2. I found this post very interesting because my post was about the Battle of Stalingrad being the major turning point in the war. I was unaware that the Battle of Kursk was more of a turning point than Stalingrad, so I found this post to be very informative and useful!

  3. That’s great that Rachael found this post as well! I’ll just add that one of the reasons the defeat at Kursk was especially devastating psychologically was because the Germans had excelled at tank warfare. Losing the biggest tank battle in history was tough.

  4. It is awesome read into detail the exact battle that turned the tides of the war. Kursk was the largest tank battle in history and it really played a major part in morale for both sides. I would like to have seen losses on each side, it helps understand the massive costs of the war. Great job!

  5. I like how you emphasized the fact that D-Day was not the turn of WWII because like the post mentioned above, it is a battle that is seen as THE battle that shifted energy towards the allied powers. The map was also something that I appreciated in your post because it was easy to geographically imagine the battle and the companies that were involved within this specific battle. Your analysis was thorough and really informal, I really enjoyed it!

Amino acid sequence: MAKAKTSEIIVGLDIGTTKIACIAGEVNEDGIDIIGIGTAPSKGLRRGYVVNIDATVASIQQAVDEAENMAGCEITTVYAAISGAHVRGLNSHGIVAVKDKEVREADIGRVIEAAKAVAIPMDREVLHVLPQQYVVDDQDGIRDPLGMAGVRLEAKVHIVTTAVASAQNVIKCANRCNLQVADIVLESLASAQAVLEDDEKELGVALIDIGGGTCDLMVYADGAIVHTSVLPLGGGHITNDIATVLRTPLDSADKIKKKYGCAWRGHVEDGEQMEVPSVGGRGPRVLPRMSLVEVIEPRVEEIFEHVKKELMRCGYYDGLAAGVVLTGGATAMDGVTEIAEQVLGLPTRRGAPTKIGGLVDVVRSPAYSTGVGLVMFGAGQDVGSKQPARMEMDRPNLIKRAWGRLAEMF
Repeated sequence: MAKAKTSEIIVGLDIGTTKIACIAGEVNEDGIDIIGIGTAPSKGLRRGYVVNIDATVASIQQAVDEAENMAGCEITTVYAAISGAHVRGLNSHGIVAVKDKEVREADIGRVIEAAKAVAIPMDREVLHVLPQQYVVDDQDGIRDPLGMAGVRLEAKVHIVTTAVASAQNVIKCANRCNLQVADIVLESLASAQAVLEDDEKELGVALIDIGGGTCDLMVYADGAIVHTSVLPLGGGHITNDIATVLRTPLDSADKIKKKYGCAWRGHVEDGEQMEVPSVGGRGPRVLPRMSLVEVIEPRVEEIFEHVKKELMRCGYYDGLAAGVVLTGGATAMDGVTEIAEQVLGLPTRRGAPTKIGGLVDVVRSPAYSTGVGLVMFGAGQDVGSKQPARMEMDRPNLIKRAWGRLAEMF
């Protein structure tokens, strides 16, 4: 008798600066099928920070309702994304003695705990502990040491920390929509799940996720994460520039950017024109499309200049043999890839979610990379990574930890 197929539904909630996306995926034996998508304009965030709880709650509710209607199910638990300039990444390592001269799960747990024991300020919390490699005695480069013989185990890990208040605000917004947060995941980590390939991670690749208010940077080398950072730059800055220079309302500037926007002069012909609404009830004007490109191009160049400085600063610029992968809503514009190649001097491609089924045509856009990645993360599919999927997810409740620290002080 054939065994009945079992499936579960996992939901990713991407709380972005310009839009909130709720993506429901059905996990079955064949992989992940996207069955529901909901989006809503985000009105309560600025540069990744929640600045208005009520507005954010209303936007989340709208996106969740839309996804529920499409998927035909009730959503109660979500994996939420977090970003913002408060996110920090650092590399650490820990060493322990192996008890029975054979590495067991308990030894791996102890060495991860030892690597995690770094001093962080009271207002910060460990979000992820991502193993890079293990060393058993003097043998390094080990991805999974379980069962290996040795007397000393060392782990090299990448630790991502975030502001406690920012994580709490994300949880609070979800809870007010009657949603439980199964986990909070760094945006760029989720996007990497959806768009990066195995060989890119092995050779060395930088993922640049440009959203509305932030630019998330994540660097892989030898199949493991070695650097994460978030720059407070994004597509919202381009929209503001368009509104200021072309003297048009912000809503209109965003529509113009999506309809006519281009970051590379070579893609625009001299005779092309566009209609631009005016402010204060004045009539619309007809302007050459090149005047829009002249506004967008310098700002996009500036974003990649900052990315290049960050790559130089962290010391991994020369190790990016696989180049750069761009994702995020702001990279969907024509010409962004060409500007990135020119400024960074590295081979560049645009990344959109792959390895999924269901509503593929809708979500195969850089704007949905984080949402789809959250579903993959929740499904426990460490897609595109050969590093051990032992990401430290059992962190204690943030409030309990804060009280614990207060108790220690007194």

6. This battle was definitely a major allied victory during the war. I like that you included how the English were able to help with code breaking (I don’t know much about them and the Soviets working together to that was a good factor to mention). You also brought up a really important point about the ramifications of this battle on the German morale. Not only was this a physical triumph, but it also weakened the enemy’s spirit, an equally valuable characteristic of a turning point.

  7. It was definitely interesting the read about the Battle of Kursk. D-Day is such a widely known battle but no one knows much about Kursk. It is incredible that there were so many troops involved in the battle. Good job!

  8. I’m glad you made this point about the importance of Kursk. It would be interesting to see why Stalingrad ended up being widely thought of as the turning point- maybe the casualty count or the brutality of the urban fighting made it loom larger in history? Or the name? Or maybe it was just the most well-documented in the West. Nice post?

  9. I would disagree that Kursk was the turning point of the Eastern Front. I understand the reasoning behind it, but I still think that the victory at Stalingrad, which was against all odds, was the true turning point. However, your evidence is solid and the argument is very sound.

  10. I think you make an excellent case for Kursk as the turning point of the war. The Battle of Stalingrad was a major psychological blow to the Germans and a decisive Soviet military victory, but your analysis of the situation elsewhere proves that the outcome of the war was very much up in the air at that point. Also, I’m glad you addressed that 80% of German casualties were suffered on the eastern front. I had not heard that number before and I find it extremely interesting.